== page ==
Museums, Mansions, and Millionaires

LIfe in Manhattan's Carnegie Hill

By Lisa Iannucci

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On Manhattan's Upper East Side, embracing world-class museums, exclusive private schools foreign embassies and just steps from Central Park, lies one of New York City's premier "status" neighborhoods. Commercial truck clamor is rarely heard here - the noise and bustle of downtown replaced with a liberal dose of baby strollers and small, well-groomed dogs. Carnegie Hill has been called New York's "quintessential residential neighborhood' and is home to some of the city's most lavish real estate properties. There is a waiting list for just about everything here, but an address in this affluent enclave imparts a sense of history and continuity that's sometimes hard to find in other, trendier neighborhoods.

Carnegie Hill's exact borders depend on whom you ask, but the area is generally thought to stretch east from Central Park to Lexington Avenue and from around 70th Street to the high 90s uptown. Whatever the borders, however, the area's history is redolent with colorful characters and amazing architecture.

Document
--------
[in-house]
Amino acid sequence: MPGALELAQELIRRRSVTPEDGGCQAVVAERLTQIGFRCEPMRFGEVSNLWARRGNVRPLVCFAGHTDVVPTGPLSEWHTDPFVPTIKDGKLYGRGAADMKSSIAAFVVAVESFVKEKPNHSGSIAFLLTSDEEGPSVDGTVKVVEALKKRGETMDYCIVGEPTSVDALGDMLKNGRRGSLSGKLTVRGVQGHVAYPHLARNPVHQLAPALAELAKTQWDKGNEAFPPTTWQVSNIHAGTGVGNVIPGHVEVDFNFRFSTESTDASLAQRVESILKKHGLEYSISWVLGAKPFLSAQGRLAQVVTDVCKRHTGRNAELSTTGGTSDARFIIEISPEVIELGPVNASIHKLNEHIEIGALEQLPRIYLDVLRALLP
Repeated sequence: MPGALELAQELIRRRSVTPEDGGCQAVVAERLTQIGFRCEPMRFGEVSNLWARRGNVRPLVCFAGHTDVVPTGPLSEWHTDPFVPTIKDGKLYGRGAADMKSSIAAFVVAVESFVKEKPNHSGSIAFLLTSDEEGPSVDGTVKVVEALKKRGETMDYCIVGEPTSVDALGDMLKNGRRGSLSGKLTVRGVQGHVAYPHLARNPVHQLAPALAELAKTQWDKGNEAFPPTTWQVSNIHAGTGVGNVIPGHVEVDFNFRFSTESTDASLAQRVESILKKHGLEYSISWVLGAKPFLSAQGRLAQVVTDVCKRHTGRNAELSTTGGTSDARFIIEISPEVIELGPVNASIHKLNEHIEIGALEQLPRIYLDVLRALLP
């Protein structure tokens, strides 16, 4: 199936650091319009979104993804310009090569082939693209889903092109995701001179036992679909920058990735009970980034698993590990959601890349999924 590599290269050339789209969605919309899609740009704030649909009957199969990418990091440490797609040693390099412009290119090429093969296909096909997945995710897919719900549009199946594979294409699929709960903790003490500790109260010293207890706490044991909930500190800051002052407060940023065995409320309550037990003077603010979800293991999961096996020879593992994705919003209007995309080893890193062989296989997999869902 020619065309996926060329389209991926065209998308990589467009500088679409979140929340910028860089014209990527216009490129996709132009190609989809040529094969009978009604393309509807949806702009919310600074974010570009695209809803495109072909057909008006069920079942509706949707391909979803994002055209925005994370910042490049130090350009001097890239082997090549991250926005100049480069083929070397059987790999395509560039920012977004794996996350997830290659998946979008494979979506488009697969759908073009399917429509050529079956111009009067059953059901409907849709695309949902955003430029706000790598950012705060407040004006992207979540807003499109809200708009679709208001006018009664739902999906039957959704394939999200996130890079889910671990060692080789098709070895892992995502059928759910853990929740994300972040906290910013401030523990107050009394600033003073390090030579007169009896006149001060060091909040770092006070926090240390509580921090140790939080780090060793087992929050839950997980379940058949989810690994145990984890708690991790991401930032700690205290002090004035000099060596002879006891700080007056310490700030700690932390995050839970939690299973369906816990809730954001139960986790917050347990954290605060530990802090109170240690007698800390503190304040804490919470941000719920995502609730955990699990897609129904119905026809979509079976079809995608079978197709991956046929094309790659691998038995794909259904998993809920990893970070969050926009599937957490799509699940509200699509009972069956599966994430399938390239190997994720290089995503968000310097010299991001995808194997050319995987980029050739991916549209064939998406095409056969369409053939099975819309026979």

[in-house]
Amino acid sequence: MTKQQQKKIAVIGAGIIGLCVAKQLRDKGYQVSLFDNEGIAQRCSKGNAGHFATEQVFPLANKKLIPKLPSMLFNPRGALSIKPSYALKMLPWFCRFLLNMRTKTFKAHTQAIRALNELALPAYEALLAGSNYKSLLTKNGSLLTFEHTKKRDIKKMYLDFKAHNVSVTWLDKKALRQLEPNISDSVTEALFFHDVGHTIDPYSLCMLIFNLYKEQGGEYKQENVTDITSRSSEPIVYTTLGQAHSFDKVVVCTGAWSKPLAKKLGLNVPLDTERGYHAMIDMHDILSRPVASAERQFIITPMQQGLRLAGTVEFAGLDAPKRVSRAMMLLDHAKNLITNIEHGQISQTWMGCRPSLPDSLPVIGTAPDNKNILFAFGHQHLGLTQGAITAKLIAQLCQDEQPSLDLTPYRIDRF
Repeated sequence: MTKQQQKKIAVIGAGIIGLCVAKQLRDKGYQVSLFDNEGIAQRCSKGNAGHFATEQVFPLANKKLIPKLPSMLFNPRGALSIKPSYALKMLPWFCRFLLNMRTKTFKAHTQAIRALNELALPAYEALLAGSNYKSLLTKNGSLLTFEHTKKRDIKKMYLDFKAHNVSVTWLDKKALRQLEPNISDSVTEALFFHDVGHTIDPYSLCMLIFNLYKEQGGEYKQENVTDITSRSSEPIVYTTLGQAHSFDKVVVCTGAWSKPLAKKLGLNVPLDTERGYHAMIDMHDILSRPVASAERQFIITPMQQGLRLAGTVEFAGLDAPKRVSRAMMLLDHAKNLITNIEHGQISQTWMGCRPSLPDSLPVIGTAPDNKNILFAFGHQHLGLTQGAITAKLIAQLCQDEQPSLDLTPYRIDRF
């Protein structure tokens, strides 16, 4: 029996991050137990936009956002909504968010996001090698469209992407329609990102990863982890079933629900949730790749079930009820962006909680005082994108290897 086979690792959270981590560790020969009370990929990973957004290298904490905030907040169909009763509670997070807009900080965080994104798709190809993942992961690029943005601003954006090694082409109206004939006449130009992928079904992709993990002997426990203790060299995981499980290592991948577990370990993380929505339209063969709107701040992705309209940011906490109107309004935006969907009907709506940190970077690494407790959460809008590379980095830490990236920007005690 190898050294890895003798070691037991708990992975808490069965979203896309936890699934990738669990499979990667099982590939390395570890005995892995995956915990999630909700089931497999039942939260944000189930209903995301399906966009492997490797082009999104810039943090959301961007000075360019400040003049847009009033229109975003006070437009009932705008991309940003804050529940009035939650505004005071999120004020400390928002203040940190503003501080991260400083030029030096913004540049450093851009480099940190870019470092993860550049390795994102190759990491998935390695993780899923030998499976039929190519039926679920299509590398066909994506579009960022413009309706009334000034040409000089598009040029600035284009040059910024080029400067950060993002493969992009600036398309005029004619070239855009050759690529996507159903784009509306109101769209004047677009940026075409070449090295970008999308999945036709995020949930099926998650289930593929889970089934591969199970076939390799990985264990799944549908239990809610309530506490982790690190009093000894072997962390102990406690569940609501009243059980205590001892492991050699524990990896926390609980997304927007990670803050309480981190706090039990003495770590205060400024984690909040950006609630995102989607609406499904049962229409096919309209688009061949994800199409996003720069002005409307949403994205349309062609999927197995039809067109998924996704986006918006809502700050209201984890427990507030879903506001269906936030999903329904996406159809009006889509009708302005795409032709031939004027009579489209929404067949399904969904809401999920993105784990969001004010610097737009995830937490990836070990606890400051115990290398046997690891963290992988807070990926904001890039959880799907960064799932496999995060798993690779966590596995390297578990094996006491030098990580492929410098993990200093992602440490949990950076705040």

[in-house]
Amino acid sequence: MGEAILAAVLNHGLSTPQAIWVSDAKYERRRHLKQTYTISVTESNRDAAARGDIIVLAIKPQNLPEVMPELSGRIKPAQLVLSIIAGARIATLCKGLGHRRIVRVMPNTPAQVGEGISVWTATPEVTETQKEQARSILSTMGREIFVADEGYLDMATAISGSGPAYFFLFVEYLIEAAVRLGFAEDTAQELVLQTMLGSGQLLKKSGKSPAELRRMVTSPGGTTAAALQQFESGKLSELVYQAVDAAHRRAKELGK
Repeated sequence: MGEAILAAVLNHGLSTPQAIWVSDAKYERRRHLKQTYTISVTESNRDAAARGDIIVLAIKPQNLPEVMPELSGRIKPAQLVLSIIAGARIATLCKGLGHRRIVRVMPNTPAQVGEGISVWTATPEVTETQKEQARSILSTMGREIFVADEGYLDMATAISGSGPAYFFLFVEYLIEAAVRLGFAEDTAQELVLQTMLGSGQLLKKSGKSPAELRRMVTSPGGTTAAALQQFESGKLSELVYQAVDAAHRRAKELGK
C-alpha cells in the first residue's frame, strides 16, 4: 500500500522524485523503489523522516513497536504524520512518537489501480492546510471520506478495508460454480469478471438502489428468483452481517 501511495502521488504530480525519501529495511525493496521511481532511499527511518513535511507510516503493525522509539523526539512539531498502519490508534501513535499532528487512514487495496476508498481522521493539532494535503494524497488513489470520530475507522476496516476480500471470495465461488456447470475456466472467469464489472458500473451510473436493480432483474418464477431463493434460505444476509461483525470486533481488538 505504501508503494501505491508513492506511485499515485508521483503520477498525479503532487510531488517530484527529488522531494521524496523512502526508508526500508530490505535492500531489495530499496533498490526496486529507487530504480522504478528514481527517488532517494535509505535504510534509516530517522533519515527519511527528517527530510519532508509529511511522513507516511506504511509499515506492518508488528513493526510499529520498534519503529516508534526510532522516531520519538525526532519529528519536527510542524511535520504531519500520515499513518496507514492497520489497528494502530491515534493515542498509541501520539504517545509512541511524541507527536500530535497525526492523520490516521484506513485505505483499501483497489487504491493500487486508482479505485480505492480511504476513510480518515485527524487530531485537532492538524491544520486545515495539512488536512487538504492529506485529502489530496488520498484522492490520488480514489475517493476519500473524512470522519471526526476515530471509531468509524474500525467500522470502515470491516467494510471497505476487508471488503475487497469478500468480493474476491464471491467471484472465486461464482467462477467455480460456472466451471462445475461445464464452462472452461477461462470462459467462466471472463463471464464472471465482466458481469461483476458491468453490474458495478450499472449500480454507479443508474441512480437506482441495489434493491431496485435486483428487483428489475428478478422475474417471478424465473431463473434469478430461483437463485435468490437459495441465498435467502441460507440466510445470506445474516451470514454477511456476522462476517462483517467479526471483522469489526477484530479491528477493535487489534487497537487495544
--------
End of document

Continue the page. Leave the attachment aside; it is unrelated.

Carnegie Hill's distinctive topography - situated as it is on a hill - creates a unique sense of place. According to neighborhood preservation group Friends of the Upper East Side Historic District, this historic district includes roughly 400 buildings representing architectural styles ranging from Federal to Georgian, and including low-rise brick and brownstone townhouses from the late 1870s to 1890s. The area also features large freestanding townhouses, mansions, deluxe residential hotels, and larger apartment buildings, all built between 1900 through the 1930s.

Titans of Industry

Carnegie Hill's namesake is Andrew Carnegie, legendary industrialist of the late 19th and early 20th Centuries. Carnegie was a self-made man who immigrated flat broke from Scotland and then made millions in the American steel industry. Carnegie sold his steel interests in 1901 and gave most of the proceeds away. His money went toward founding free public libraries across the country and to the establishment of Carnegie Hall, New York City's famed concert hall.

According to historical records, Andrew Carnegie hired the architectural firm of Babb, Cook and Willard in 1898 to "design a stone and brick home, with quoined corners and a tall chimney on a rusticated base." The L-shaped mansion had an entrance on 90th Street rather than Fifth Avenue, with a large surrounding garden. The 64-room structure was designed to accommodate "personal living quarters, servants' quarters and space for Andrew Carnegie's philanthropic efforts."